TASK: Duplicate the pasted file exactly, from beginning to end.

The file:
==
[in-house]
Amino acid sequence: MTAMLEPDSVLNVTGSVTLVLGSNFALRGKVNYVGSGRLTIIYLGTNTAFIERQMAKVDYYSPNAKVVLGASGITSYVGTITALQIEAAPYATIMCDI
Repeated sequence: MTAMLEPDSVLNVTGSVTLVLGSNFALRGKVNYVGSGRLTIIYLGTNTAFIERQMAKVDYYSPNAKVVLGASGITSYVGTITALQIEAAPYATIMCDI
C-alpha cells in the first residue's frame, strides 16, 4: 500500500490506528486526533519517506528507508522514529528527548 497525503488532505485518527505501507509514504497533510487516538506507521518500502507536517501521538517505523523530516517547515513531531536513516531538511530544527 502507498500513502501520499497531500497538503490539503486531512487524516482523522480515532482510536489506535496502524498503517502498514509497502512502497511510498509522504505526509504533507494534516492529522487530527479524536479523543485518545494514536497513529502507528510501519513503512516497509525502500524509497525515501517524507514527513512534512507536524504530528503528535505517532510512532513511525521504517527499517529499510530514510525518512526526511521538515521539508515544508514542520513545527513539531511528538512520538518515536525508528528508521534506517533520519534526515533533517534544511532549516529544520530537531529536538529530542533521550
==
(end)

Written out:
[in-house]
Amino acid sequence: MTAMLEPDSVLNVTGSVTLVLGSNFALRGKVNYVGSGRLTIIYLGTNTAFIERQMAKVDYYSPNAKVVLGASGITSYVGTITALQIEAAPYATIMCDI
Repeated sequence: MTAMLEPDSVLNVTGSVTLVLGSNFALRGKVNYVGSGRLTIIYLGTNTAFIERQMAKVDYYSPNAKVVLGASGITSYVGTITALQIEAAPYATIMCDI
C-alpha cells in the first residue's frame, strides 16, 4: 500500500490506528486526533519517506528507508522514529528527548 497525503488532505485518527505501507509514504497533510487516538506507521518500502507536517501521538517505523523530516517547515513531531536513516531538511530544527 502507498500513502501520499497531500497538503490539503486531512487524516482523522480515532482510536489506535496502524498503517502498514509497502512502497511510498509522504505526509504533507494534516492529522487530527479524536479523543485518545494514536497513529502507528510501519513503512516497509525502500524509497525515501517524507514527513512534512507536524504530528503528535505517532510512532513511525521504517527499517529499510530514510525518512526526511521538515521539508515544508514542520513545527513539531511528538512520538518515536525508528528508521534506517533520519534526515533533517534544511532549516529544520530537531529536538529530542533521550